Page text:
Throughout the novel we get the impression that although Gatsby has actually achieved his goal of getting a better life and living the American Dream, he is never satisfied with what he has. As soon as he meets Daisy he gets the taste of something even bigger, namely the status she incorporates, the status of a person from the upper-class who never had to work for her wealth, who just had it since she was born (Fitzgerald 115). For Gatsby, Daisy becomes a commodity whose sign-exchange value he needs to obtain, as Tyson explains: “She is the symbol of the identity he wants to acquire and of the imaginary past he wants to substitute for his actual past; […]” (47).
The American Dream is also connected to New York in the novel. The East Coast seems to have an almost magical influence on the characters. Gatsby and Nick come to New York in order to start their new lives and in Gatsby’s case also to finally become rich. At the beginning, New York is a place far away from home, a place where they can start again. It is described as having an “adventurous feel” to it, as a restless place, constantly filled with all kinds of people, as an enchanted, but nevertheless also dark and lonely place (42). The attraction of this mysterious city becomes very clear when Nick thinks: “’Anything can happen now that we’ve slid over this bridge,’…’anything at all…’ Even Gatsby could happen without any particular wonder (51)”.
New York is depicted as incorporating the “promise of all the mystery and the beauty in the world” (51). And it is clear that many people have gone there with their wishes of “non-olfactory money” (51), inviting us to forget how Gatsby has actually succeeded in amassing his wealth. There is not only one, good side to the city and the American Dream, there is not only the promise of a better life and of success, because it is nothing the city grants you, it is something you have to achieve on your own. Through the ambiguity of the city as a place of corruption and fascination, possibilities and failures, the connection to the American Dream and the decay of morality becomes even clearer.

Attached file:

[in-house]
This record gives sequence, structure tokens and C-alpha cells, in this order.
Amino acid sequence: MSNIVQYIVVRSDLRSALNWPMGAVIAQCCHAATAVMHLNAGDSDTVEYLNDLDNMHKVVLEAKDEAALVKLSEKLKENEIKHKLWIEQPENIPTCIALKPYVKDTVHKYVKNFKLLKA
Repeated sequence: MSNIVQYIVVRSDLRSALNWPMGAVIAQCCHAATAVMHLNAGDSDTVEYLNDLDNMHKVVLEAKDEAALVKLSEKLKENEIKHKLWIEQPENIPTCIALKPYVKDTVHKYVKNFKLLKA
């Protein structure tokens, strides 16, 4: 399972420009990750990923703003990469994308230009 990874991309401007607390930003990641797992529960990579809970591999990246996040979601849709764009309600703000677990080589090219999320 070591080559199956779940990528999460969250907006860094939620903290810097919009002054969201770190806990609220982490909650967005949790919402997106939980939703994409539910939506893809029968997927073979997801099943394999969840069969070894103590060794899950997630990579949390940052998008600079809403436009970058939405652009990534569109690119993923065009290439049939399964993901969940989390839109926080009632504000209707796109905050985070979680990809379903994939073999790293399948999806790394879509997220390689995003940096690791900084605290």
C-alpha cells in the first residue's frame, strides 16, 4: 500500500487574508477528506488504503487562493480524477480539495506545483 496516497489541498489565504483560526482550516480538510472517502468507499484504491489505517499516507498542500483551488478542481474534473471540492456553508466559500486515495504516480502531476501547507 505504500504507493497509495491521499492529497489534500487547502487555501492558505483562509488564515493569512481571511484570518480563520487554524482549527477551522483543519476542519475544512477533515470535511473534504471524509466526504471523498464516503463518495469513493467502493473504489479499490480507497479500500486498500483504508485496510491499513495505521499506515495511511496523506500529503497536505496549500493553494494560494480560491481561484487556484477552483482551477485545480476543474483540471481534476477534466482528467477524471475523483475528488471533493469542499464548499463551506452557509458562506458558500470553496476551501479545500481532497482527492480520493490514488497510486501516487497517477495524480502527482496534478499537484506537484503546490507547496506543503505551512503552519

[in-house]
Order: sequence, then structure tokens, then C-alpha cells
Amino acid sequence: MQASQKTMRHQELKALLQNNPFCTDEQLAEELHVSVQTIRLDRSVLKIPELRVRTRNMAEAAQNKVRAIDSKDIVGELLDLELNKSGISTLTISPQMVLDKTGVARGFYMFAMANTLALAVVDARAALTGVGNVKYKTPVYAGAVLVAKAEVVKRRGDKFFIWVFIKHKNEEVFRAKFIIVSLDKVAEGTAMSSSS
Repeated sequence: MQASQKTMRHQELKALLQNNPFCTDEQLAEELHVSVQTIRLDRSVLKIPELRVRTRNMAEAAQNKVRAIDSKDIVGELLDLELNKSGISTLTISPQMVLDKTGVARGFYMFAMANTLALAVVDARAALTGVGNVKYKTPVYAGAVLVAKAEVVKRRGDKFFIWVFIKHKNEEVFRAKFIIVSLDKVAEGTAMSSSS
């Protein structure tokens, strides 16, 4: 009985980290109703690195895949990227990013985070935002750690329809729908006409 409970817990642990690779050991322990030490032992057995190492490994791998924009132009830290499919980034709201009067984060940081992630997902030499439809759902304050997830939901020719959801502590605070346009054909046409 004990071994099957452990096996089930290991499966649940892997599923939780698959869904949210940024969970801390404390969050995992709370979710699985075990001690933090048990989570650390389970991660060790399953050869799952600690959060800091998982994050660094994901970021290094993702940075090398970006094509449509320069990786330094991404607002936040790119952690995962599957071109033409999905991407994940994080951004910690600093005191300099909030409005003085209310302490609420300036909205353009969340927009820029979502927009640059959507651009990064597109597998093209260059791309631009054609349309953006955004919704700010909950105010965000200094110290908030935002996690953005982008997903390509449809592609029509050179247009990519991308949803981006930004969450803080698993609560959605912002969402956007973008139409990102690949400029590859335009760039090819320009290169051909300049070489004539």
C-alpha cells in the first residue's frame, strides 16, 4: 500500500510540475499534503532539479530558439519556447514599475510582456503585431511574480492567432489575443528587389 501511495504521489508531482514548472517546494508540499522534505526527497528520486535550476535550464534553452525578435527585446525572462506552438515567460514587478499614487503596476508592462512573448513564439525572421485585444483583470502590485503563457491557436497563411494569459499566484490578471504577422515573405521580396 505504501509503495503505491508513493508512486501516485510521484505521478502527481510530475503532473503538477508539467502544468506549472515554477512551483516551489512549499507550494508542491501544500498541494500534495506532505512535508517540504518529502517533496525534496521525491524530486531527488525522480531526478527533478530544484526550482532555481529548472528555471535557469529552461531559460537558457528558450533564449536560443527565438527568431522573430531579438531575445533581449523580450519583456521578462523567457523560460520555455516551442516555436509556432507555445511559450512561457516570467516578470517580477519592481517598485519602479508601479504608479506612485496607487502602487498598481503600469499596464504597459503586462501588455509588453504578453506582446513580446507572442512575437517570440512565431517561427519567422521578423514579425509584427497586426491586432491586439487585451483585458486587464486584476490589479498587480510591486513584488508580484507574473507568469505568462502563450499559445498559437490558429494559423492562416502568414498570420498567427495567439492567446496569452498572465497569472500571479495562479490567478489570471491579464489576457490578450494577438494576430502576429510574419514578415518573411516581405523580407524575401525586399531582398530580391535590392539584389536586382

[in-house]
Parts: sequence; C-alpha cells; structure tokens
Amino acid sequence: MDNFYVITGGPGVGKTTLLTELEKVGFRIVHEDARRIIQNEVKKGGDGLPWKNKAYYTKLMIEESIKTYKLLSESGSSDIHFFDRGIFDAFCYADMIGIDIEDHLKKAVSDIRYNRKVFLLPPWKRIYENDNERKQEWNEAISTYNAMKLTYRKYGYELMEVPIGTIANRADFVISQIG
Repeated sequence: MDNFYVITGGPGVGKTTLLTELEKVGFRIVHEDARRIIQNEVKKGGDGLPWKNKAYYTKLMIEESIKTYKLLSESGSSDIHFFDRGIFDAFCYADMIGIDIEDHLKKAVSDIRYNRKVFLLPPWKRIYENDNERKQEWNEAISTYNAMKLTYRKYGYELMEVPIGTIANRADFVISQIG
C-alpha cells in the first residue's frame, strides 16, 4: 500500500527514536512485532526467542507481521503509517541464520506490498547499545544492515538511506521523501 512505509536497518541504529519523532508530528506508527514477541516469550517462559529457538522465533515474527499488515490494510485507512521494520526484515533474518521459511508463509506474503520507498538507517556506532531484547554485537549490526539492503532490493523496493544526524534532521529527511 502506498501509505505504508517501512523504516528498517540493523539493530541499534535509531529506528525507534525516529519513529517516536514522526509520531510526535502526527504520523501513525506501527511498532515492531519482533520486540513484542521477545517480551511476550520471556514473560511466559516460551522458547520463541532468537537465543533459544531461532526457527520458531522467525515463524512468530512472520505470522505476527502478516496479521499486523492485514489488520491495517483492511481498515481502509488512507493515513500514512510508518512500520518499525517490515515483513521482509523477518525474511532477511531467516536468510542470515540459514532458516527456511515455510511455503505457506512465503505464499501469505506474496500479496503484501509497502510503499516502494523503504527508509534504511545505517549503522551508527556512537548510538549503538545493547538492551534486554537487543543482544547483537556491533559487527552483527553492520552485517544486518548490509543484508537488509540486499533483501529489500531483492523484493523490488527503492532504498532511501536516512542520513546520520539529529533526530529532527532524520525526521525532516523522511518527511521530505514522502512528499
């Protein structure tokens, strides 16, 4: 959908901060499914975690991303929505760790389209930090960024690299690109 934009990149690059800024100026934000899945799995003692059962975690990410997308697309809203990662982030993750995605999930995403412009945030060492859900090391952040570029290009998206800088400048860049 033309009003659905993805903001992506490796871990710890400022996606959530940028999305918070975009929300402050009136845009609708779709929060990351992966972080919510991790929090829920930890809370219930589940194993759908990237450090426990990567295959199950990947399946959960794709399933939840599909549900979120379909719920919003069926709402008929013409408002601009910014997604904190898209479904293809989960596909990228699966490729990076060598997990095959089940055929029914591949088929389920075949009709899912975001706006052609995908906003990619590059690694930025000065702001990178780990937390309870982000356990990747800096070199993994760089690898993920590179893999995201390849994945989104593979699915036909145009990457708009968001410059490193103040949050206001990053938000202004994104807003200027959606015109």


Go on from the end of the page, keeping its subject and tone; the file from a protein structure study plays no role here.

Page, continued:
Nevertheless, Fitzgerald gives a narrow picture of the American Dream. At the end we are left with a more negative impression of the feasibility of the American Dream, because real success stories are left out entirely. Instead, we get Gatsby’s dream of a better life that has in the end turned into a nightmare, because he could not get enough. We are presented with the notion that although the American Dream makes us believe that everyone can make it and everyone has a chance, it eventually turns out to be a lie, because no matter how hard you try to fit in, there is always another boundary that keeps you from really succeeding, and you are always kept from becoming ‘equal’. But we still keep on trying, we still get obsessed with a vision of ourselves that we want to become reality, although we actually know that it is impossible. Gatsby exemplifies this, as he believes in something that lured him in first, but did not give him what he wanted to achieve, it rather left him with an insatiable desire as the last lines of the novel suggest (140). Schreier also underlines this negative view on the American myth, namely the ambivalence between the desire to achieve the American Dream and the knowledge of the impossibility of what one desires in The Great Gatsby:
The novel closes with the frustrating coincidence of Gatsby’s earnest desire and Nick’s skeptical knowledge; its concluding image of identification is actually one of dispossession, as Nick is left haunted by what Gatsby couldn’t achieve even as he tries to hide this irreparable failure behind an idealized national image. (143)
Fitzgerald also hardly mentions different races, he focuses on white males who came from the Mid-West. If different ethnic groups or races are described, then they are not presented in a positive manner, as for example the Jew Meyer Wolfsheim or the scene on the Queensboro Bridge show (51). About the negative description of Wolfsheim, Nowlin explains that he, “functions as a trope around which the novel’s motifs of disillusionment, corruption, lost belief, infidelity, overmastering ambition, and unbridled materialism organize themselves (54)”.